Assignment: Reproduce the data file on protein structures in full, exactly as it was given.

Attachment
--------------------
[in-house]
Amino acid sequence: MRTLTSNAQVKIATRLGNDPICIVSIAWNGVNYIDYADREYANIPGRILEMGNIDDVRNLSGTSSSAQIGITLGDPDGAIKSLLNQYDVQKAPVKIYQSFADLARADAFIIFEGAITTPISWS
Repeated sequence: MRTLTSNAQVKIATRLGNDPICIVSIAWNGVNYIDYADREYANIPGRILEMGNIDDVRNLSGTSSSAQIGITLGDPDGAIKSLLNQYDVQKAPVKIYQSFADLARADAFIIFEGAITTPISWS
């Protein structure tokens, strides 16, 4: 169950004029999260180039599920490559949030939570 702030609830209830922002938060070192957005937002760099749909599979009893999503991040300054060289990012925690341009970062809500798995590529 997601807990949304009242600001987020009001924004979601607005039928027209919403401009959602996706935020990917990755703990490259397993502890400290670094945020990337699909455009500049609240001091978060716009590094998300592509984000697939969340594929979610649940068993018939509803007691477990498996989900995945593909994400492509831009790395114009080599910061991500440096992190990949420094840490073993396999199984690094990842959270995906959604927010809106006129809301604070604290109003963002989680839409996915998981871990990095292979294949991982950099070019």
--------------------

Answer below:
[in-house]
Amino acid sequence: MRTLTSNAQVKIATRLGNDPICIVSIAWNGVNYIDYADREYANIPGRILEMGNIDDVRNLSGTSSSAQIGITLGDPDGAIKSLLNQYDVQKAPVKIYQSFADLARADAFIIFEGAITTPISWS
Repeated sequence: MRTLTSNAQVKIATRLGNDPICIVSIAWNGVNYIDYADREYANIPGRILEMGNIDDVRNLSGTSSSAQIGITLGDPDGAIKSLLNQYDVQKAPVKIYQSFADLARADAFIIFEGAITTPISWS
């Protein structure tokens, strides 16, 4: 169950004029999260180039599920490559949030939570 702030609830209830922002938060070192957005937002760099749909599979009893999503991040300054060289990012925690341009970062809500798995590529 997601807990949304009242600001987020009001924004979601607005039928027209919403401009959602996706935020990917990755703990490259397993502890400290670094945020990337699909455009500049609240001091978060716009590094998300592509984000697939969340594929979610649940068993018939509803007691477990498996989900995945593909994400492509831009790395114009080599910061991500440096992190990949420094840490073993396999199984690094990842959270995906959604927010809106006129809301604070604290109003963002989680839409996915998981871990990095292979294949991982950099070019």